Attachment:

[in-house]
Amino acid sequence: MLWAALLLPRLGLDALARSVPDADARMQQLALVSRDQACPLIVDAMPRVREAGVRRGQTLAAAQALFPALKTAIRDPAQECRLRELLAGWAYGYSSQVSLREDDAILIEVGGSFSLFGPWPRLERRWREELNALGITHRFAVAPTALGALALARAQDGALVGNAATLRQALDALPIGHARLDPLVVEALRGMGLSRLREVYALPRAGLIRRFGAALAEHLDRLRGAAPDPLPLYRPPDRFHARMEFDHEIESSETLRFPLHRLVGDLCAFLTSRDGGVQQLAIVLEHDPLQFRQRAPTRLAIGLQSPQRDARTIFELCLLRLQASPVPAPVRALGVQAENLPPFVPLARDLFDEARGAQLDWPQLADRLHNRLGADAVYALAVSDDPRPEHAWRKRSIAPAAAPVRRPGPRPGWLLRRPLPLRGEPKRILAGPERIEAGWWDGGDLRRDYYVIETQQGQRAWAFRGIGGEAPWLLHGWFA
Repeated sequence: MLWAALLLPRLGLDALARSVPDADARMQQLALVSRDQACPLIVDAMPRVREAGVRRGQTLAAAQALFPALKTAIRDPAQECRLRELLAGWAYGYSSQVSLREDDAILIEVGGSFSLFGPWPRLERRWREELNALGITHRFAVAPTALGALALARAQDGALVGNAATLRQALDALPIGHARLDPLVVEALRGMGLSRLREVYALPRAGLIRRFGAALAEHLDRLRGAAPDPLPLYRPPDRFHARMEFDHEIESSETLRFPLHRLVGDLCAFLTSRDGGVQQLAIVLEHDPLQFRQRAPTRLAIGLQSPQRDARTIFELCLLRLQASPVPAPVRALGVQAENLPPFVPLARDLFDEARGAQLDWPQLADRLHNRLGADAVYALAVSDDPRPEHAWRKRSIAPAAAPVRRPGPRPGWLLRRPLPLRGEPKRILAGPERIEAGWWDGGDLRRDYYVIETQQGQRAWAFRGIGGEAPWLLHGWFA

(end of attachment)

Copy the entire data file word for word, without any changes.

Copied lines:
[in-house]
Amino acid sequence: MLWAALLLPRLGLDALARSVPDADARMQQLALVSRDQACPLIVDAMPRVREAGVRRGQTLAAAQALFPALKTAIRDPAQECRLRELLAGWAYGYSSQVSLREDDAILIEVGGSFSLFGPWPRLERRWREELNALGITHRFAVAPTALGALALARAQDGALVGNAATLRQALDALPIGHARLDPLVVEALRGMGLSRLREVYALPRAGLIRRFGAALAEHLDRLRGAAPDPLPLYRPPDRFHARMEFDHEIESSETLRFPLHRLVGDLCAFLTSRDGGVQQLAIVLEHDPLQFRQRAPTRLAIGLQSPQRDARTIFELCLLRLQASPVPAPVRALGVQAENLPPFVPLARDLFDEARGAQLDWPQLADRLHNRLGADAVYALAVSDDPRPEHAWRKRSIAPAAAPVRRPGPRPGWLLRRPLPLRGEPKRILAGPERIEAGWWDGGDLRRDYYVIETQQGQRAWAFRGIGGEAPWLLHGWFA
Repeated sequence: MLWAALLLPRLGLDALARSVPDADARMQQLALVSRDQACPLIVDAMPRVREAGVRRGQTLAAAQALFPALKTAIRDPAQECRLRELLAGWAYGYSSQVSLREDDAILIEVGGSFSLFGPWPRLERRWREELNALGITHRFAVAPTALGALALARAQDGALVGNAATLRQALDALPIGHARLDPLVVEALRGMGLSRLREVYALPRAGLIRRFGAALAEHLDRLRGAAPDPLPLYRPPDRFHARMEFDHEIESSETLRFPLHRLVGDLCAFLTSRDGGVQQLAIVLEHDPLQFRQRAPTRLAIGLQSPQRDARTIFELCLLRLQASPVPAPVRALGVQAENLPPFVPLARDLFDEARGAQLDWPQLADRLHNRLGADAVYALAVSDDPRPEHAWRKRSIAPAAAPVRRPGPRPGWLLRRPLPLRGEPKRILAGPERIEAGWWDGGDLRRDYYVIETQQGQRAWAFRGIGGEAPWLLHGWFA